As described above, according to this embodiment, since the information relating to whether the rotational speed variation Δω180L has the negative value or the positive value is stored and the misfire determination is made by checking predetermined past records, it is possible to make the misfire determination operation easy and simple.

FIG. 9A is a graphic illustration of the variation characteristic of the average rotational speed at the time of the occurrence of the misfire (in one cylinder) and FIG. 9B is a graphic illustration of the variation characteristic of the average rotational speed at the time of the vehicle running on an irregular road surface. As obvious from the illustrations, the record of the code indicating the rotational speed variation becomes "1000" at the time of the occurrence of the misfire. Accordingly, the determination as to whether or not the record of the code of the actual rotational speed variation is "1000" allows an accurate misfire decision without occurrence of the error decision at the time of the vehicle running on an irregular road surface.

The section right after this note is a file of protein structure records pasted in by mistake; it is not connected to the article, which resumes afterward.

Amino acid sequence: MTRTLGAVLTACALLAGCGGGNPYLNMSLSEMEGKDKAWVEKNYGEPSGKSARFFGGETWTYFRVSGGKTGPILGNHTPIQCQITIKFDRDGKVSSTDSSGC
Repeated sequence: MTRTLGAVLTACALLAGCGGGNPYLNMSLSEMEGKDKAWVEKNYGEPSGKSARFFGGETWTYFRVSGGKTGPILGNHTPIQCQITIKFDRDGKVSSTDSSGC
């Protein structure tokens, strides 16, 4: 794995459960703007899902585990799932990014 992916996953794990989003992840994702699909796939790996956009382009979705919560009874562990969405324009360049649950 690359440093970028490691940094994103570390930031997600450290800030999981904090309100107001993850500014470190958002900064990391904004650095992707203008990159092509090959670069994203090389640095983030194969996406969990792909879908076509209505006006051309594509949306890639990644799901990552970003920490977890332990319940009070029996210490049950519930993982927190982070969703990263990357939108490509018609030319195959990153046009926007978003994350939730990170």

Although in the first to third embodiments described with reference to FIGS. 2, 6 and 7 a checking operation is made at every 180 CA (every TDC of each cylinder) in terms of whether the misfire determination flag FS is set or not so as to determine the occurrence of misfire and turn on the alarm lamp 9 when it is in the set state, it is also appropriate that, for increasing the misfire determination accuracy, the alarm lamp 9 is arranged to turn on when the number of settings of the misfire determination flag FS exceeds a predetermined value while the internal combustion engine rotates 200 times (for example). This operation will be described hereinbelow as a fourth embodiment with reference to FIG. 10. FIG. 10 illustrates processes to be executed after the step 100 of the FIG. 2 or 6 flow chart or after the step 440 of the FIG. 7 flow chart.